Paper Money

Bahamas' central bank releases new $20 note

The Central Bank of the Bahamas announced that an upgraded $20 bill, the third in its CRISP Evolution series of bank notes, was released on Sept. 27. CRISP stands for “Counterfeit Resistant Integrated Security Product.” The CRISP Evolution series is replacing the less sophisticated CRISP series, although those notes will remain legal tender and will gradually be withdrawn.

The face retains the bust of Sir Milo B. Butler, the first Bahamian governor-general, but is considerably more colorful than the older note. It is mainly magenta with portions of pink, green, orange, blue, and yellow instead of the older note’s charcoal, red, and green. A bougainvillea flower is in the center. At the left is a watermark of Butler and the numeral $20, and a map of the islands of the Bahamas and the denomination in words and numbers.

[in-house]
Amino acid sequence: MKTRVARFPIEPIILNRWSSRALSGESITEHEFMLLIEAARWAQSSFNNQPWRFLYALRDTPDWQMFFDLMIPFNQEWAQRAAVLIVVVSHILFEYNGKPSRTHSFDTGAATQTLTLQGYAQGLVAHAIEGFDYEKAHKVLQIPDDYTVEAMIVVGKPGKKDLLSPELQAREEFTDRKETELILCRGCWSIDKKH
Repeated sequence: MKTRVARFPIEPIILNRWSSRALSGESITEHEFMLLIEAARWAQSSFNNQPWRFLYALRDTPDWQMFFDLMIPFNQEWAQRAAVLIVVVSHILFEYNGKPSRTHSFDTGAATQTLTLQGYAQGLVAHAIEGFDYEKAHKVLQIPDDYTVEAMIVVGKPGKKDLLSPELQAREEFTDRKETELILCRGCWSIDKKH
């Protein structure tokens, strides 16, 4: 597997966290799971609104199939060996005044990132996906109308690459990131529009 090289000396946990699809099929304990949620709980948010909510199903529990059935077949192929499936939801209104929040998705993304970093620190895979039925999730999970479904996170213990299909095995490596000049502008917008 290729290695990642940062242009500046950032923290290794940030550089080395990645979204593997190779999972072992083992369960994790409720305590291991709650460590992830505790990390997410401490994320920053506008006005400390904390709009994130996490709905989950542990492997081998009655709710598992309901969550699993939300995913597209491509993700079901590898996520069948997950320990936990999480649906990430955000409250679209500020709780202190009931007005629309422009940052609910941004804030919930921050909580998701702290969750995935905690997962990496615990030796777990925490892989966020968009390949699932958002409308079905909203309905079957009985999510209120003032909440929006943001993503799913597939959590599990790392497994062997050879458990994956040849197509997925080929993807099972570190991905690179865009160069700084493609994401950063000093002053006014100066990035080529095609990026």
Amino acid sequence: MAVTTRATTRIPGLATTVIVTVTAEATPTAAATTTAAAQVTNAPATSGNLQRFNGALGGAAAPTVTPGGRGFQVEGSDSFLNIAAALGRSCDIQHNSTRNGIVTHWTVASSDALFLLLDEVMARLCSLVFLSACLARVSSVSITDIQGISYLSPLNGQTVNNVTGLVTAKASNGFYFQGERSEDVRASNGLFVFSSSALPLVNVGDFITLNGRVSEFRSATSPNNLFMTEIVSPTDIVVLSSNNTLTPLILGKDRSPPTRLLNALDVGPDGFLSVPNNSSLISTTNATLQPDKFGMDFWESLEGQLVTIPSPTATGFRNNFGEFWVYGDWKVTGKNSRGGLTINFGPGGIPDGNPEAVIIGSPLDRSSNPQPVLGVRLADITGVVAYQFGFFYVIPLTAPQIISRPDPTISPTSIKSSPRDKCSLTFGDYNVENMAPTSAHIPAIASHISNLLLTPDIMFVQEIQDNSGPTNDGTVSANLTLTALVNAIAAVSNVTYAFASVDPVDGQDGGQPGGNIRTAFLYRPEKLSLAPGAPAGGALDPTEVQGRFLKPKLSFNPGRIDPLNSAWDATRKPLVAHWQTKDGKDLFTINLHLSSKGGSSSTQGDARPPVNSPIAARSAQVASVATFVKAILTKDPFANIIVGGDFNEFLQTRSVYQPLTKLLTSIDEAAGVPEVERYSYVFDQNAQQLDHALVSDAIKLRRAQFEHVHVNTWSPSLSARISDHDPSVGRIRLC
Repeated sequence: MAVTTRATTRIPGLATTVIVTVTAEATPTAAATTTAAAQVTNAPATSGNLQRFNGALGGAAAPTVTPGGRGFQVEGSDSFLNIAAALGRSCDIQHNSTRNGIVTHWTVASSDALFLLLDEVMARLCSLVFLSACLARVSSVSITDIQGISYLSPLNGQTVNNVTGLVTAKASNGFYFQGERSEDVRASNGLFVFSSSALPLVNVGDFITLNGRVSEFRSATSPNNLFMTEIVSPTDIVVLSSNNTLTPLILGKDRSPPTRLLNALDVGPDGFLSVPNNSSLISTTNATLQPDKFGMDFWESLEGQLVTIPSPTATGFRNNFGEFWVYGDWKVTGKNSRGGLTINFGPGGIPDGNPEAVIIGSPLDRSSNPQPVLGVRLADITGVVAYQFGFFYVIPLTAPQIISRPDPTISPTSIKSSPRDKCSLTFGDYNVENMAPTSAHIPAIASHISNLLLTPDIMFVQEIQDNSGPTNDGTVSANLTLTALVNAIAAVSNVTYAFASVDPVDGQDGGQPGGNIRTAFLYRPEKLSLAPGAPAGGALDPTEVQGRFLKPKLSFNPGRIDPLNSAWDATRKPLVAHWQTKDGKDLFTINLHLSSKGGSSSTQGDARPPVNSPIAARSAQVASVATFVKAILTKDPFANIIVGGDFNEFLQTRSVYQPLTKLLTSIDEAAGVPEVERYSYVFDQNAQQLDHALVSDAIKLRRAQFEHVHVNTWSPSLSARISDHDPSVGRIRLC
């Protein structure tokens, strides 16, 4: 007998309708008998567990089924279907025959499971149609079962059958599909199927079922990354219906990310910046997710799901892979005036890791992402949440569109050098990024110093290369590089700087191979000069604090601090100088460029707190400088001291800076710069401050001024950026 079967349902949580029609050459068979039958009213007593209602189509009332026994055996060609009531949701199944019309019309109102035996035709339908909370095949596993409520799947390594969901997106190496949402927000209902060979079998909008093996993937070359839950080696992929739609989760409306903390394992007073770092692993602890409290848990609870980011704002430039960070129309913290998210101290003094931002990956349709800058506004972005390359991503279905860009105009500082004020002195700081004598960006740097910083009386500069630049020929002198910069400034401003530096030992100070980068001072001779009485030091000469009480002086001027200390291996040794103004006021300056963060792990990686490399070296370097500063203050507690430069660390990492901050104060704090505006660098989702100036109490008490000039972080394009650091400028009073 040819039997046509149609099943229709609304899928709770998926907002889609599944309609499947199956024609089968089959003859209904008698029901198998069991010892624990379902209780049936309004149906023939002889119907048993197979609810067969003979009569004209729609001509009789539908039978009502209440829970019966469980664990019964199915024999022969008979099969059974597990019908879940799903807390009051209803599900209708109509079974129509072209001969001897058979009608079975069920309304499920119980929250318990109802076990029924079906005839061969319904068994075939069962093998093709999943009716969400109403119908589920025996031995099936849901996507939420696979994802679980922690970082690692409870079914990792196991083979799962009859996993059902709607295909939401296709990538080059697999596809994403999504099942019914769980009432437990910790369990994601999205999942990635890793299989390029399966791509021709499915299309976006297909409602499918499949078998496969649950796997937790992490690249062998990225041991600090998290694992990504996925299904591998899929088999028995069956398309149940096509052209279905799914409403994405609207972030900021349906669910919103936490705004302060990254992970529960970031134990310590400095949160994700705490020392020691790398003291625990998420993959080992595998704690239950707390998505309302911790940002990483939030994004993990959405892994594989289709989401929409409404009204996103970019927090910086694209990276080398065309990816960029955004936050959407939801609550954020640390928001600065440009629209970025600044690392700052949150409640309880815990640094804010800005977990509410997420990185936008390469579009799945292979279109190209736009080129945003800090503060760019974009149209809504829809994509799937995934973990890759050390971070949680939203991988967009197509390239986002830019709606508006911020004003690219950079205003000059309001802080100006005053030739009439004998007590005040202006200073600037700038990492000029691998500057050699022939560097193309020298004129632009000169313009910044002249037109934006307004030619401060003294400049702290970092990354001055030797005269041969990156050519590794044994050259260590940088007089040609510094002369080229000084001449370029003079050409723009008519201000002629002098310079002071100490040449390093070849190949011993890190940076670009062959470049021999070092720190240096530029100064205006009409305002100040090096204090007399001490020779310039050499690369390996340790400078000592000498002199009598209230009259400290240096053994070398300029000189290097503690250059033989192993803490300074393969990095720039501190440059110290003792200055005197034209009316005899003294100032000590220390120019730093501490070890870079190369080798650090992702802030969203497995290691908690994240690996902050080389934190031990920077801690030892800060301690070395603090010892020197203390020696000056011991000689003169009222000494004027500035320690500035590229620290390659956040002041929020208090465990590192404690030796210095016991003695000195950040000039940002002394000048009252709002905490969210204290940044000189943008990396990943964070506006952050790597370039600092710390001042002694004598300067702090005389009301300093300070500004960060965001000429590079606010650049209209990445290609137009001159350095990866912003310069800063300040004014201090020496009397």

The updated back has a vertical placement for the first time. Its main feature is a likeness of the tower at Festival Place overlooking Nassau Harbor. Also shown are the Sir Sidney Poitier and Paradise Island bridges. Just below the tower is the Bahamian coat of arms.

The note still measures 156 by 67 millimeters (6.14 by 2.64 inches). 

The note was printed by De La Rue, which also participated in the design. The printer is especially touting its Active security thread on the reverse. When the thread is tilted, the colors of the sand dollar and the number 20 in the thread switch from light on dark to dark on light.

The note also features color-changing SPARK Orbital ink on the bird above Butler’s shoulder on the face.

More information and a short video is at the bank website.

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